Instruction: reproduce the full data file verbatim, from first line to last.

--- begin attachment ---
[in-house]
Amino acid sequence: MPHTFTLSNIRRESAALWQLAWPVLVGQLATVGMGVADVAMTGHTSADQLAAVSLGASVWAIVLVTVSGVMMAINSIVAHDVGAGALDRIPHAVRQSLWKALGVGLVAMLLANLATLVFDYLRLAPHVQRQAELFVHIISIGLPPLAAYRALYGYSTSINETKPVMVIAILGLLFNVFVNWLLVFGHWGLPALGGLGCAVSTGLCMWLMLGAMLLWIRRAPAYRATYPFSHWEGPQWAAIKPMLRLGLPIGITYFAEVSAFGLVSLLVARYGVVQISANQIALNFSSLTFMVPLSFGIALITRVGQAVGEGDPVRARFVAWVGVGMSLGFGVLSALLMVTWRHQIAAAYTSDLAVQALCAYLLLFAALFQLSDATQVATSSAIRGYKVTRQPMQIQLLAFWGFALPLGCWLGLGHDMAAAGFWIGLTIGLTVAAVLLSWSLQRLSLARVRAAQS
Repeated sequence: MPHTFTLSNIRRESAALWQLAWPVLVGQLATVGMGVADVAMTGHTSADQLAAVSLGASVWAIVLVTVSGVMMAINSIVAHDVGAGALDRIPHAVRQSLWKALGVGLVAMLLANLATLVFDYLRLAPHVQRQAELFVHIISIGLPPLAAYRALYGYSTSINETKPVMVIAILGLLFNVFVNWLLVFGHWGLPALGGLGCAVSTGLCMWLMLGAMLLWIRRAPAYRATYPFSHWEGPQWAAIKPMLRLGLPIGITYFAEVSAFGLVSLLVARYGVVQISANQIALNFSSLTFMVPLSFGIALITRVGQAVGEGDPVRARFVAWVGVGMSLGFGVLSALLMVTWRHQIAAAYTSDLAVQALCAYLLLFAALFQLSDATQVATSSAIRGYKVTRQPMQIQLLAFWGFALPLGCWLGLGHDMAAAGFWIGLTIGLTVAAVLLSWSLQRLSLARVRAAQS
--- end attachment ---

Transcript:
[in-house]
Amino acid sequence: MPHTFTLSNIRRESAALWQLAWPVLVGQLATVGMGVADVAMTGHTSADQLAAVSLGASVWAIVLVTVSGVMMAINSIVAHDVGAGALDRIPHAVRQSLWKALGVGLVAMLLANLATLVFDYLRLAPHVQRQAELFVHIISIGLPPLAAYRALYGYSTSINETKPVMVIAILGLLFNVFVNWLLVFGHWGLPALGGLGCAVSTGLCMWLMLGAMLLWIRRAPAYRATYPFSHWEGPQWAAIKPMLRLGLPIGITYFAEVSAFGLVSLLVARYGVVQISANQIALNFSSLTFMVPLSFGIALITRVGQAVGEGDPVRARFVAWVGVGMSLGFGVLSALLMVTWRHQIAAAYTSDLAVQALCAYLLLFAALFQLSDATQVATSSAIRGYKVTRQPMQIQLLAFWGFALPLGCWLGLGHDMAAAGFWIGLTIGLTVAAVLLSWSLQRLSLARVRAAQS
Repeated sequence: MPHTFTLSNIRRESAALWQLAWPVLVGQLATVGMGVADVAMTGHTSADQLAAVSLGASVWAIVLVTVSGVMMAINSIVAHDVGAGALDRIPHAVRQSLWKALGVGLVAMLLANLATLVFDYLRLAPHVQRQAELFVHIISIGLPPLAAYRALYGYSTSINETKPVMVIAILGLLFNVFVNWLLVFGHWGLPALGGLGCAVSTGLCMWLMLGAMLLWIRRAPAYRATYPFSHWEGPQWAAIKPMLRLGLPIGITYFAEVSAFGLVSLLVARYGVVQISANQIALNFSSLTFMVPLSFGIALITRVGQAVGEGDPVRARFVAWVGVGMSLGFGVLSALLMVTWRHQIAAAYTSDLAVQALCAYLLLFAALFQLSDATQVATSSAIRGYKVTRQPMQIQLLAFWGFALPLGCWLGLGHDMAAAGFWIGLTIGLTVAAVLLSWSLQRLSLARVRAAQS